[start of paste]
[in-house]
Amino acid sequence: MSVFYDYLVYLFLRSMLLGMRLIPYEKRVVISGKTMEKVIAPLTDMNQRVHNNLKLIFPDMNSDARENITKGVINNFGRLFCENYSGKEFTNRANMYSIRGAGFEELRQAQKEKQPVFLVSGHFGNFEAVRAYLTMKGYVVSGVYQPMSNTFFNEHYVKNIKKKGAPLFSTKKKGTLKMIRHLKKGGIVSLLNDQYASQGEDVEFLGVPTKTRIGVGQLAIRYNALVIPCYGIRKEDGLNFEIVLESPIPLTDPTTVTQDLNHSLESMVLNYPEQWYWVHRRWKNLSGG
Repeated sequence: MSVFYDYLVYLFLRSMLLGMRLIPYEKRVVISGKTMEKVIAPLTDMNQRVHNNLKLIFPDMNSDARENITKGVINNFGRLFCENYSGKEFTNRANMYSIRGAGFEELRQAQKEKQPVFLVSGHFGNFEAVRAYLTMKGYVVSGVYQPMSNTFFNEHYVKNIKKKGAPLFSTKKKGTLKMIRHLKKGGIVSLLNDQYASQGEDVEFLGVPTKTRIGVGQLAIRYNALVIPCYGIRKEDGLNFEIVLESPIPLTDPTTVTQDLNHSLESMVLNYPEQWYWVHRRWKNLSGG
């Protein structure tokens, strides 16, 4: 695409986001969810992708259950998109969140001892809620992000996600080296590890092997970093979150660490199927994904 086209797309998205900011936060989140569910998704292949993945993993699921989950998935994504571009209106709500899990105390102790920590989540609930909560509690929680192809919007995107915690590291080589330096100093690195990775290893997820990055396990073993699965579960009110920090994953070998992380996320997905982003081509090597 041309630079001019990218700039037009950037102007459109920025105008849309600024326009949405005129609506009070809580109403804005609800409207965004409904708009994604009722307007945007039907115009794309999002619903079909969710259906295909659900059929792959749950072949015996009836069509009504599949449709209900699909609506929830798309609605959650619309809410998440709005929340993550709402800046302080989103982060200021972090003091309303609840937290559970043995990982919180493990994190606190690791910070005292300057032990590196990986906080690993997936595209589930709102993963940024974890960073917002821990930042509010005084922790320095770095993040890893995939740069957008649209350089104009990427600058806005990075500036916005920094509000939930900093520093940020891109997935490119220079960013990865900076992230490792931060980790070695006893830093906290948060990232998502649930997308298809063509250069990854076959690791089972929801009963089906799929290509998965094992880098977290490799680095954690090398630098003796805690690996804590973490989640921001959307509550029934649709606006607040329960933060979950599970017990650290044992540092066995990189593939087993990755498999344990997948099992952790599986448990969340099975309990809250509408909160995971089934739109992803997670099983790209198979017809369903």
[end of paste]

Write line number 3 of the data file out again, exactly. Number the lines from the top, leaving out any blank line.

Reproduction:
Repeated sequence: MSVFYDYLVYLFLRSMLLGMRLIPYEKRVVISGKTMEKVIAPLTDMNQRVHNNLKLIFPDMNSDARENITKGVINNFGRLFCENYSGKEFTNRANMYSIRGAGFEELRQAQKEKQPVFLVSGHFGNFEAVRAYLTMKGYVVSGVYQPMSNTFFNEHYVKNIKKKGAPLFSTKKKGTLKMIRHLKKGGIVSLLNDQYASQGEDVEFLGVPTKTRIGVGQLAIRYNALVIPCYGIRKEDGLNFEIVLESPIPLTDPTTVTQDLNHSLESMVLNYPEQWYWVHRRWKNLSGG